Using drone technology to improve medical supply chain logistics in rural Kenya
Even though affordable and high-quality healthcare is a top priority for the Government of Kenya, it remains out of reach for millions of Kenyans. Access to healthcare is further constrained by broader development challenges such as poor road infrastructure, security concerns and erratic power supply. This situation is particularly amplified in remote parts of Kenya such as the rural communities located around the Lake Victoria Basin.
These communities fall within Kisumu County, one of the poorest counties in Kenya. Coincidentally, Kisumu County hosts one of nine regional depots owned and managed by the Kenya Medical Supplies Agency (KEMSA). KEMSA is a state-owned health logistics service company with a core mandate to procure, warehouse and distribute healthcare commodities via regional depots to public sector health facilities across Kenya. Despite hosting one of KEMSA’s regional depots, health facilities across Kisumu continue to experience frequent shortages of essential medical supplies.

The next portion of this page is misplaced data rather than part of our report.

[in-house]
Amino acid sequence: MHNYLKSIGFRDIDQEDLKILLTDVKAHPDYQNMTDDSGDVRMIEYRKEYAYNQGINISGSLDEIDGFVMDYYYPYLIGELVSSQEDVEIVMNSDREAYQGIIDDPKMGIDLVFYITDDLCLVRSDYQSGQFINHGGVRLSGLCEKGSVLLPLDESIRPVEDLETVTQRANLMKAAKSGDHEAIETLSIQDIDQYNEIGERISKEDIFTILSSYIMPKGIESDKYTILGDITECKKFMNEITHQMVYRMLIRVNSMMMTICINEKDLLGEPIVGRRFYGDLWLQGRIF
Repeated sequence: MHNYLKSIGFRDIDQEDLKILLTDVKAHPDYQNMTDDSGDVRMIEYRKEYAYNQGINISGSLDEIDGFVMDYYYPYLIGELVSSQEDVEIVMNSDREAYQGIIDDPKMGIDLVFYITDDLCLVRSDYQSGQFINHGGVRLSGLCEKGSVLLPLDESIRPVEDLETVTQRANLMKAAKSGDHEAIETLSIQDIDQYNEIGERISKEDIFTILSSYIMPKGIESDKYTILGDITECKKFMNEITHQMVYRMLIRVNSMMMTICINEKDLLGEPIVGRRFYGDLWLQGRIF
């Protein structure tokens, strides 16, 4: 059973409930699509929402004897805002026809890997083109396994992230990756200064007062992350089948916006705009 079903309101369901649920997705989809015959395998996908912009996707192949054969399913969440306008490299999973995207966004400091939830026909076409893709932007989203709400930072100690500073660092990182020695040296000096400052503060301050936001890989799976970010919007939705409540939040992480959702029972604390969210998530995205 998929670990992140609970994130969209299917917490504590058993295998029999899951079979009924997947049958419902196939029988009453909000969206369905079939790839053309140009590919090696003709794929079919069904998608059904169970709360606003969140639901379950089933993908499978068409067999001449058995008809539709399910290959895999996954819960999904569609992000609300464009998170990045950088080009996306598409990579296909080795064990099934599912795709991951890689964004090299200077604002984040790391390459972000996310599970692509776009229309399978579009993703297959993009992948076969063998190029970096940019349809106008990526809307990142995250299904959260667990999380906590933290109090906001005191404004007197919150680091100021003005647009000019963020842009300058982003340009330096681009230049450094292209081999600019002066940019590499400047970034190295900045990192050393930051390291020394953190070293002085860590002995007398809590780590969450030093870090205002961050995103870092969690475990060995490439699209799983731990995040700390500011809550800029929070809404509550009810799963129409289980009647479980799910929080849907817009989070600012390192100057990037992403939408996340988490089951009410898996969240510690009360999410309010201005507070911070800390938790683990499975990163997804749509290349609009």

Drones or autonomous airship technology have shown promise as a means of bridging healthcare access gaps and addressing last-mile delivery challenges and infrastructural inadequacies in resource-constrained settings. Specifically, drones can help extend the reach of the medical supply chain to communities and health centres that are in remote or inaccessible areas. The aim of this project is to assess the feasibility of using autonomous drones to improve supply chain logistics for selected medical products (such as COVID-19 vaccines, rapid antigen tests and blood products) in Kisumu County. At the end of the project, it is expected that there will be a better understanding of the feasibility, acceptability and cost-implications of deploying drones to bridge medical supply chain gaps in rural Kenya.